The life and work of John Clinton, cont.

The Implications of Clinton’s Rejection of the 1847 Boehm Flute

The quotation noted above that Boehm was “as far as ever from removing the defects, or of perfecting the (1832) instrument” has been the subject of a great deal of comment over the years to the effect that Clinton is speaking here about an instrument which he had very recently been praising to the skies!!  This factor has been seized upon by previous writers as evidence of eccentricity or inconsistency in Clinton’s view of the world.

In actual fact, this interpretation does not stand up at all to objective consideration. In the quoted passage, Clinton was not speaking about the instrument that he had recently been praising to the skies – that was the 1832 ring-keyed Boehm.  He is speaking here about the 1847 Boehm - an entirely different instrument. So there is absolutely nothing inconsistent in the quoted statement.

Others have seized upon the reference to “defects” in the 1832 Boehm which he had been praising so highly as evidence of inconsistency on Clinton’s part.  In fact, there is again no evidence of any inconsistency in this regard either. The truth appears to be that Clinton was objective enough to recognise and publicly endorse the ring-keyed 1832 Boehm flute as a great advance over the old 8-key instrument (a view which he continually expressed even in his later writings) while retaining a clear view of potential areas of improvement. But he was thinking from the outset in terms of improvements to the conical-bored flute (of which the 1832 Boehm was an example) in terms of correction of the residual acoustical deficiencies and a return to the simpler “old standard” system of fingering. Neither his writings nor his actions display any wavering from these views at any time between 1843 and 1862.  As noted above, Clinton appears on his own showing in the 1851 “Treatise” (op. cit.) to have been quite taken aback to find that  Boehm had adopted the cylinder bore in his 1847 flute and had also continued to develop his more complex fingering system rather than return to the simpler “old” system of fingering.  Obviously he had not been kept “in the loop”!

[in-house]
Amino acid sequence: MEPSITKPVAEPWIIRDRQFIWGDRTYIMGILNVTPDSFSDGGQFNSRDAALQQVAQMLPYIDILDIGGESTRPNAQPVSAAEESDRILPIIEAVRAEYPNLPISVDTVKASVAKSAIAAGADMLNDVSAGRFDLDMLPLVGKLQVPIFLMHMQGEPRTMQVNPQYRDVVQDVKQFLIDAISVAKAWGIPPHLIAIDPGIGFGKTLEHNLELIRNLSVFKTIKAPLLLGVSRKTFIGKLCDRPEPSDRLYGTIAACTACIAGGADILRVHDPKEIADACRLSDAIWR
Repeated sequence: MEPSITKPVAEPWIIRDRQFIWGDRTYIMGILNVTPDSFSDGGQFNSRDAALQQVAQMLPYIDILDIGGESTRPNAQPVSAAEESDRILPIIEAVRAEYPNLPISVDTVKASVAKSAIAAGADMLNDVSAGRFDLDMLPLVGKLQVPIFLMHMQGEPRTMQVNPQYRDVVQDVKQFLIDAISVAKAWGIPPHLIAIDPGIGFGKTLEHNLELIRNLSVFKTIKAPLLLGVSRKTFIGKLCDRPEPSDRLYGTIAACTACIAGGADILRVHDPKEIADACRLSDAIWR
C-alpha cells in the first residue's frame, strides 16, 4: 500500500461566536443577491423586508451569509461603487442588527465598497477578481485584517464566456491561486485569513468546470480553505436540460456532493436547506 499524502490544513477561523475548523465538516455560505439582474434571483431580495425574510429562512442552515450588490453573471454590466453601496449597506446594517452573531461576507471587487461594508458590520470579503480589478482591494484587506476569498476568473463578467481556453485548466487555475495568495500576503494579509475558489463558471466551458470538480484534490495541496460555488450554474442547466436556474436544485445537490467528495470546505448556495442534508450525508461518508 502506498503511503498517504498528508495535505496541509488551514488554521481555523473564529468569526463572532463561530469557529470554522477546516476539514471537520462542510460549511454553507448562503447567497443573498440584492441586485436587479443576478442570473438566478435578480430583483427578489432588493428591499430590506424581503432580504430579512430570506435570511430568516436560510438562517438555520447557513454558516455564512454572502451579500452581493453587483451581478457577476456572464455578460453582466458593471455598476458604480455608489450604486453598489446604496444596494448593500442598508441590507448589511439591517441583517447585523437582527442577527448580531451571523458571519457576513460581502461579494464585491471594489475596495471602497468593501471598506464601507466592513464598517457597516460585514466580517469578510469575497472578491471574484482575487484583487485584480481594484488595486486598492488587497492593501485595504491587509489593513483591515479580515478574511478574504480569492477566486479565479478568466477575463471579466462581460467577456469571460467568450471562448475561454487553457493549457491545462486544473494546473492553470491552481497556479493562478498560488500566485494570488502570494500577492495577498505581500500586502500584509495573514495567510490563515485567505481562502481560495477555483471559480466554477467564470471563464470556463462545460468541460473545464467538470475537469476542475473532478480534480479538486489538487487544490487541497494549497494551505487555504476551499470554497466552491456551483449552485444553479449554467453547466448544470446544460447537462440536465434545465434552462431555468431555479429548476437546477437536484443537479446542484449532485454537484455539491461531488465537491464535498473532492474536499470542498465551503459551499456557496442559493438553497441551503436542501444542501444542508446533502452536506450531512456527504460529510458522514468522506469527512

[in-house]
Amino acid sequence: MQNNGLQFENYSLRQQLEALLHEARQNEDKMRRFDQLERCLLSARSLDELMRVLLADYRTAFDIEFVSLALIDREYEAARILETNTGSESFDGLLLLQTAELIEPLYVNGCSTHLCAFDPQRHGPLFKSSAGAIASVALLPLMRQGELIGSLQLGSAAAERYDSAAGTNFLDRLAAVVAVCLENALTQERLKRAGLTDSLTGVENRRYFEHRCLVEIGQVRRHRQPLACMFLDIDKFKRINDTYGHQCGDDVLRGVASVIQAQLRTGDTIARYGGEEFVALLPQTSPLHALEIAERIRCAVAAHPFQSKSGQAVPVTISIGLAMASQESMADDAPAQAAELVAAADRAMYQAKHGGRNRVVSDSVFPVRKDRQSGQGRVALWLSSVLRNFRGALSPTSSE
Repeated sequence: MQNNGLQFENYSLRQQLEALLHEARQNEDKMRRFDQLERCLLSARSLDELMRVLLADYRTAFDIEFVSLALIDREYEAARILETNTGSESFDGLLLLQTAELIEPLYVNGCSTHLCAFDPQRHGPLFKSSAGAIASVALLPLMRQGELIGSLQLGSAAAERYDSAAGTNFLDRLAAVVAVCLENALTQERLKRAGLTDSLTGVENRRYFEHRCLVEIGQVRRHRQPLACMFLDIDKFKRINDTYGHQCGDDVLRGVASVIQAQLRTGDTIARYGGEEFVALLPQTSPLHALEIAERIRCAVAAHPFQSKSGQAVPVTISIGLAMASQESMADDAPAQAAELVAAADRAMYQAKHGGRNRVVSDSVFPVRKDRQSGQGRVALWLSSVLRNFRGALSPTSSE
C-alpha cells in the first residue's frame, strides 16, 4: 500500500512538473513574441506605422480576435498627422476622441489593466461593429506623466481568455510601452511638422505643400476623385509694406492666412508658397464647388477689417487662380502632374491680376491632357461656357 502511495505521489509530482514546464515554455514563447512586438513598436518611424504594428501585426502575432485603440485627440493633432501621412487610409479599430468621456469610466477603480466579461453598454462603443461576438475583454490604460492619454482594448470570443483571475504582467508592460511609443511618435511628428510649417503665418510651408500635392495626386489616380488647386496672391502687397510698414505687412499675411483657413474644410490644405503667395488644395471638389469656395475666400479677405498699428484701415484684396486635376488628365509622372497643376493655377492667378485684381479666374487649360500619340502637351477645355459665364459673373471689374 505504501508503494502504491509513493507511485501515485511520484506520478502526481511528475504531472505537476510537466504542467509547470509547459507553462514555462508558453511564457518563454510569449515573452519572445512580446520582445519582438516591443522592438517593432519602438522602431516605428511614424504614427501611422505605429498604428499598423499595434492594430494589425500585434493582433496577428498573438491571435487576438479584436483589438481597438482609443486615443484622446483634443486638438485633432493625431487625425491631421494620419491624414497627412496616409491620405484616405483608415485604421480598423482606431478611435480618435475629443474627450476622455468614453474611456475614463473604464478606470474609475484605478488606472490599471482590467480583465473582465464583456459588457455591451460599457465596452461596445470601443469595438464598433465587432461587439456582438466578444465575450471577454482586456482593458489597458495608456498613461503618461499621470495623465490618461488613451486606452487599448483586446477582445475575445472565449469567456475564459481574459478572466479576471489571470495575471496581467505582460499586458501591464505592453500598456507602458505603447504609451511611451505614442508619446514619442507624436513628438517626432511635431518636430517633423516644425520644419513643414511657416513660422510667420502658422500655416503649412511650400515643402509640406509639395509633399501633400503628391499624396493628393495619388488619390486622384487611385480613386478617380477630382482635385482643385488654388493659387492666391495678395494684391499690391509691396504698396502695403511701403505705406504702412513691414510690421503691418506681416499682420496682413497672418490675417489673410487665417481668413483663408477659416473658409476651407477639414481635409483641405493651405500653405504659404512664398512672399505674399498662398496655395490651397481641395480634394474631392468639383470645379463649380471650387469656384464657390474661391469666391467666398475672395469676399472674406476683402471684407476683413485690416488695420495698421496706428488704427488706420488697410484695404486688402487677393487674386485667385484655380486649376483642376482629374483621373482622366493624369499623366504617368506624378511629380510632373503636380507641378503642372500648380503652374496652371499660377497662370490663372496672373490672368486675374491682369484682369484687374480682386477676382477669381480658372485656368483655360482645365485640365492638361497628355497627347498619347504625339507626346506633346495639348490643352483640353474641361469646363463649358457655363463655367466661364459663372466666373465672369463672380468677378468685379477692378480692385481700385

So in summary, Clinton appears from the outset to have seen the 1832 Boehm flute as a great step forward and a highly valid starting point for a program of further development with the objective of correcting the residual acoustical deficiencies and simplifying the fingering back towards the “old” standard. All that happened in 1847 was that a direct trial of Boehm’s new flute convinced Clinton that Boehm’s more recent development work subsequent to the 1845 meeting between the two men had taken the original 1832 instrument in a direction which did not correspond in any way to Clinton’s own preferences (from which he had not wavered). Viewed in this light, there is nothing illogical or inconsistent whatsoever in Clinton’s 1847 “abandonment” of the Boehm flute – in fact, it was not an abandonment at all.  He still saw the 1832 Boehm as the appropriate starting-point for further development – it was simply the fact that Boehm’s own 1847 evolution did not achieve the desired results as far as Clinton was concerned,  and he was not afraid to say so even though it appears to have cost him a potential manufacturing opportunity. .

Basically, Clinton appears on this showing to have been an advocate of development and a seeker after perfection who knew exactly where he wanted to go and who could recognise (and eagerly take) positive steps along the way from whatever source while acknowledging that there were more steps yet to be taken, by himself or in collaboration with others. He appears to have known exactly what he wanted to achieve in terms of results and was willing at this point in time to collaborate with others rather than seek all the credit for himself.  It appears to be the results achieved that counted most heavily with him.